Hard on the heels of this dislocation came resentment at the uselessness of it all. Ten days after the sullen graduation, the Armistice shut off the War. Pursed lips and steady grumblings widened the disgust at the arbitrary action and injustice to the Corps. To the disappointment and bewilderment was added reproach. If only the Supe had been granted a delay of ten days! If the war had lasted, there might have been some reason for the disruption. The "ifs" added frustration.
As if it weren't enough to have the instructional personnel so disheartened, the War Department produced another shock: A new class of plebes would be admitted immediately.
Although the numbers would make up slightly for the million-dollar overhead for two hundred and eighty cadets, the most expensive students in America, the idea was so new and off key that mild panic was added to the frustration. How could two sets of plebes make a corps? It had seemed absurd enough to try to fashion one out of novices scarcely beyond recruit training, but here were to come a lot in the middle of the school year who had not even begun it.
The cry went up, "They are turning us into a kindergarten!" But far worse than that, half-finished freshmen would be charged with training and indoctrinating green candidates, if the old customs prevailed. The half-blind would be leading the totally blind. Had the one class remaining after the fateful November first been allowed to go along till June, without upperclass responsibility for bringing up a proper cadet, it might have absorbed enough of the prime traditions from the young officers to have given some hope of restoration. But now even that hope was thoroughly jarred.
To the authorities there was only one path to follow. Keep the two classes completely divorced. Accordingly, the newcomers p19 did not receive cadet gray but hybrid olive drab salvaged from the war and yellow bands to wear around their campaign hats. They ate in the Mess Hall, lived in barracks and drilled separately. There was less contact between them than between congregations of different sects. They were treated as if they were each victims of unlike plagues and would contaminate each other. The unity of the Corps degenerated into disunity, with consequent loss of morale. Each group felt cheated — one, that it was not to be trusted; and the other, that it was not good enough to wear cadet gray.
This appalling cleavage would have been hard enough to fuse into any semblance of productiveness. But the snapped chain of Corps solidarity received another rupture. One of the classes just graduated would be sent back as student officers. Never had West Point had such an assignment, which posed a more knotty dilemma than the plebes. This fresh influx could be treated neither as cadets nor as officers of the Post. They had their commissions, with all the rights they entailed. They had been hatched, and couldn't be put back in the shell. They couldn't be used as upper classmen over plebes any more than instructors in the classroom. Nor could they be given full privileges of commissioned men, since they had to be handled as students and housed in barracks much like enlisted men. The War Department had sent them back to recover some of the education it had ruthlessly snatched away.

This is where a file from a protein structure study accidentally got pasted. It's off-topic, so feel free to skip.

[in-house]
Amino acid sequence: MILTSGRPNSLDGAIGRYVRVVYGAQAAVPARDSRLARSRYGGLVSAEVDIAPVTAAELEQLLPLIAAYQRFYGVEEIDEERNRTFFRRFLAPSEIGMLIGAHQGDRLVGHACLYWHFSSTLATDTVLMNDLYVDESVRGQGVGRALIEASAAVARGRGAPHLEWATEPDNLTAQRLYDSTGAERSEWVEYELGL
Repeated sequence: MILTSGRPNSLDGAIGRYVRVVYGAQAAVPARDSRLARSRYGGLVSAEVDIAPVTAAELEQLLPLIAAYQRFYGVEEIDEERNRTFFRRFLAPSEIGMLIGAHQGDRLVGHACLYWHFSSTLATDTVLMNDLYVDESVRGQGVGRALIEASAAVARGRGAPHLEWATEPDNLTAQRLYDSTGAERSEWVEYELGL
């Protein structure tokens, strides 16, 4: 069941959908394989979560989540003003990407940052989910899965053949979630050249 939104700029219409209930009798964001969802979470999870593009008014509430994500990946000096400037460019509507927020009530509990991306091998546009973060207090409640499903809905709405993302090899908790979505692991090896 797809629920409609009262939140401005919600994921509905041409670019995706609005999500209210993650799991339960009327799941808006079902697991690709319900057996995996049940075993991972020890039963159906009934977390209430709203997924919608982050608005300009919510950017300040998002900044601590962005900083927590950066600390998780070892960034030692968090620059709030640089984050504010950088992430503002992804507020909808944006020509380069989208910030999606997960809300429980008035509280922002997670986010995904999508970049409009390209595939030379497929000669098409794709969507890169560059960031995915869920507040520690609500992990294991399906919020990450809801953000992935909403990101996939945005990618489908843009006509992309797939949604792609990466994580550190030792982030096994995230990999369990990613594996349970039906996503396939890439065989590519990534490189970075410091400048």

They had arrived one month after they had left, with the injunction that they would be graduated six months later, in June. If the Chase National Bank of New York had been ordered by the government to change overnight into a department store, it couldn't have seethed more than did the officer personnel of the Point. While in the throes of improvising hasty training and classroom schedules for two unrelated bodies, it was faced with the concoction of an unheard of third, of compressing two and a half years into six months. The squeeze turned out to be a smatter of everything and a finish of nothing. Students and instructors looked upon it more as a sop than as salvage.
p20 So December of 1918 brought dark, hodgepodge hours. There was an undercurrent of mourning over a lost Corps with its old tight unity and sensitive spirit. All students were divided into three parts, like Gaul with its diverse races. Only one gray set of novices brought a grisly memory of the past. The pall hung so heavy that the verve in instruction often descended into the limpness of sodden duty.
When June came the student officers were graduated a second time, and a new set of appointees came in. The former Plebe Class A masqueraded as juniors, or second class, and Plebe Class B as sophomores, or yearlings. On the surface, it seemed like the old body of three classes. The cadets were all gray again and looked like one unit. But how could it have the old spirit of tradition and soul of the code? No, the Corps had died November first, 1918, ten days before the Armistice. Not even a miracle could bring it back to life. It had been as useless a death as the sacrifice of a babe fed into the burning mouth of Moloch. Instructors were glum. Tactical officers were sour. Professors were bitter. And the women were fulminating.
Such was the state of affairs and feelings when it was announced that Brigadier General Douglas MacArthur was to be the new Superintendent.